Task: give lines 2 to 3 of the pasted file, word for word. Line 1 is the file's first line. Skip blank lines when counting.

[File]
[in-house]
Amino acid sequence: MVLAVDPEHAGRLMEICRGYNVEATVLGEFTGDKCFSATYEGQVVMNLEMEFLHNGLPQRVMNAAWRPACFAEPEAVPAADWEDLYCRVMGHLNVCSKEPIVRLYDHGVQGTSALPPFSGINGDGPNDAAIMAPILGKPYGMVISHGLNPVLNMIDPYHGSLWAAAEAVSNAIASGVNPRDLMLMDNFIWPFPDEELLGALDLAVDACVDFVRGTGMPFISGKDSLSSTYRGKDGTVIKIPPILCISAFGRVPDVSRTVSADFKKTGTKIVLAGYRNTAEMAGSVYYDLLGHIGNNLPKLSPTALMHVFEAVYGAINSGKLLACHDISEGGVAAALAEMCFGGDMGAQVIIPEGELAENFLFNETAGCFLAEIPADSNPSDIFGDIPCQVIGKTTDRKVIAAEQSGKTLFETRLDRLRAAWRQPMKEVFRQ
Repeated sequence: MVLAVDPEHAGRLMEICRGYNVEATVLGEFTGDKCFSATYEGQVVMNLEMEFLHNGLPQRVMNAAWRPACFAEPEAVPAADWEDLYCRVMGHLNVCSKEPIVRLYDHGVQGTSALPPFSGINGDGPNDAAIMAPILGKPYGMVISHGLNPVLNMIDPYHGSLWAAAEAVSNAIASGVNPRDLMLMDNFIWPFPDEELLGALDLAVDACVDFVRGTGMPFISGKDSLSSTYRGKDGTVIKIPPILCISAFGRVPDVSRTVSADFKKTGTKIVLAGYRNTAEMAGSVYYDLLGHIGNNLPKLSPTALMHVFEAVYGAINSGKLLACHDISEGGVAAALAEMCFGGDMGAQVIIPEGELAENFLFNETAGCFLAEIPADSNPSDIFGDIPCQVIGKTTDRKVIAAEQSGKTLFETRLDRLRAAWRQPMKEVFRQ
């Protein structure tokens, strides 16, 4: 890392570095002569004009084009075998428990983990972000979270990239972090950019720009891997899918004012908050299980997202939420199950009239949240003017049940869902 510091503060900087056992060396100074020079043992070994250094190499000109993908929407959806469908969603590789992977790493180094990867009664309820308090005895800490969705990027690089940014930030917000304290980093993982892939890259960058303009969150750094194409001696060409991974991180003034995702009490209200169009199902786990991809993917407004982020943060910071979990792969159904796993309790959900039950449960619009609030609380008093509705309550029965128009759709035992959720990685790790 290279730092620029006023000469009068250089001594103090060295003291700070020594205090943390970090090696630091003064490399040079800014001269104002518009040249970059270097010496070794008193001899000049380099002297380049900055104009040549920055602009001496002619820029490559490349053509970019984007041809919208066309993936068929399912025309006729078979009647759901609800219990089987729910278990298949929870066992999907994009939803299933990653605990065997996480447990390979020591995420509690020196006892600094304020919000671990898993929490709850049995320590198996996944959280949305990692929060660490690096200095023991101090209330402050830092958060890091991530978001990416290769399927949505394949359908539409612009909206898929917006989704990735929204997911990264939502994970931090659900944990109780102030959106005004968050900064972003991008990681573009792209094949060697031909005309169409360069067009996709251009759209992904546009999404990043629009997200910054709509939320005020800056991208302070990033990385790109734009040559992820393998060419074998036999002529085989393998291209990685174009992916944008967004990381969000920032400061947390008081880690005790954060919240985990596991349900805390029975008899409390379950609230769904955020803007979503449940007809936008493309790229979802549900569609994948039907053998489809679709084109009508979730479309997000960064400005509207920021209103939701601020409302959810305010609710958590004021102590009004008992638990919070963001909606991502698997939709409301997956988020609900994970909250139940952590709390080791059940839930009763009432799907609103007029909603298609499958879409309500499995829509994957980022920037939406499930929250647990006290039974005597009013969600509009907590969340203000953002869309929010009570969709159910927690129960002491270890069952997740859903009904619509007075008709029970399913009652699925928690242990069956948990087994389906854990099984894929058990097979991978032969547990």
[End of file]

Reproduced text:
Amino acid sequence: MVLAVDPEHAGRLMEICRGYNVEATVLGEFTGDKCFSATYEGQVVMNLEMEFLHNGLPQRVMNAAWRPACFAEPEAVPAADWEDLYCRVMGHLNVCSKEPIVRLYDHGVQGTSALPPFSGINGDGPNDAAIMAPILGKPYGMVISHGLNPVLNMIDPYHGSLWAAAEAVSNAIASGVNPRDLMLMDNFIWPFPDEELLGALDLAVDACVDFVRGTGMPFISGKDSLSSTYRGKDGTVIKIPPILCISAFGRVPDVSRTVSADFKKTGTKIVLAGYRNTAEMAGSVYYDLLGHIGNNLPKLSPTALMHVFEAVYGAINSGKLLACHDISEGGVAAALAEMCFGGDMGAQVIIPEGELAENFLFNETAGCFLAEIPADSNPSDIFGDIPCQVIGKTTDRKVIAAEQSGKTLFETRLDRLRAAWRQPMKEVFRQ
Repeated sequence: MVLAVDPEHAGRLMEICRGYNVEATVLGEFTGDKCFSATYEGQVVMNLEMEFLHNGLPQRVMNAAWRPACFAEPEAVPAADWEDLYCRVMGHLNVCSKEPIVRLYDHGVQGTSALPPFSGINGDGPNDAAIMAPILGKPYGMVISHGLNPVLNMIDPYHGSLWAAAEAVSNAIASGVNPRDLMLMDNFIWPFPDEELLGALDLAVDACVDFVRGTGMPFISGKDSLSSTYRGKDGTVIKIPPILCISAFGRVPDVSRTVSADFKKTGTKIVLAGYRNTAEMAGSVYYDLLGHIGNNLPKLSPTALMHVFEAVYGAINSGKLLACHDISEGGVAAALAEMCFGGDMGAQVIIPEGELAENFLFNETAGCFLAEIPADSNPSDIFGDIPCQVIGKTTDRKVIAAEQSGKTLFETRLDRLRAAWRQPMKEVFRQ